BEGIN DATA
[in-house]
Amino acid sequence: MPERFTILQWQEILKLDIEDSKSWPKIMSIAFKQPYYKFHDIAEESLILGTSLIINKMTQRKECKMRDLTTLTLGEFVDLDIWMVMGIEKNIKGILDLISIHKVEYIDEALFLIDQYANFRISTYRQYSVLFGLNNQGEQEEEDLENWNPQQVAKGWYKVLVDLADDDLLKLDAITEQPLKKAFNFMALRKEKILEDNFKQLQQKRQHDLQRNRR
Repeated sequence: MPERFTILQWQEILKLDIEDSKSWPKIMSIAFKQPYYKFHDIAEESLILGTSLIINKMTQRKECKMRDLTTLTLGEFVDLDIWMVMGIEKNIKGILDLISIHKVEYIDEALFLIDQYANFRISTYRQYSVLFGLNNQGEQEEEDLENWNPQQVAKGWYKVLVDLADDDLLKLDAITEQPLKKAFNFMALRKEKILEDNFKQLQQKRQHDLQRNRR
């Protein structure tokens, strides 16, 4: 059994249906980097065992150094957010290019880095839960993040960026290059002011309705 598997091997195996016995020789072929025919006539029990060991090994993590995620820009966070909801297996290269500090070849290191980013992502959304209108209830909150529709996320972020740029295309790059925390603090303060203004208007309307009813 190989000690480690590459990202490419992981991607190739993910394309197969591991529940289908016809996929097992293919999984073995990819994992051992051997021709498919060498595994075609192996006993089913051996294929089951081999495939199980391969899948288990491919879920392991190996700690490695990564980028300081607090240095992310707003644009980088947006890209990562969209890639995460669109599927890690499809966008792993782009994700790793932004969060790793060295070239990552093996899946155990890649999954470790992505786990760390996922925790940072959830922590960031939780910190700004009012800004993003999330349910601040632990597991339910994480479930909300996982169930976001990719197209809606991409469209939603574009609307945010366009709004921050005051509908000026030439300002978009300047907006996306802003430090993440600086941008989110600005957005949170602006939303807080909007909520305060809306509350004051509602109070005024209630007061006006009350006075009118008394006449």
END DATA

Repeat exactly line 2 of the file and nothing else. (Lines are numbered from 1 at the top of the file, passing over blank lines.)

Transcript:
Amino acid sequence: MPERFTILQWQEILKLDIEDSKSWPKIMSIAFKQPYYKFHDIAEESLILGTSLIINKMTQRKECKMRDLTTLTLGEFVDLDIWMVMGIEKNIKGILDLISIHKVEYIDEALFLIDQYANFRISTYRQYSVLFGLNNQGEQEEEDLENWNPQQVAKGWYKVLVDLADDDLLKLDAITEQPLKKAFNFMALRKEKILEDNFKQLQQKRQHDLQRNRR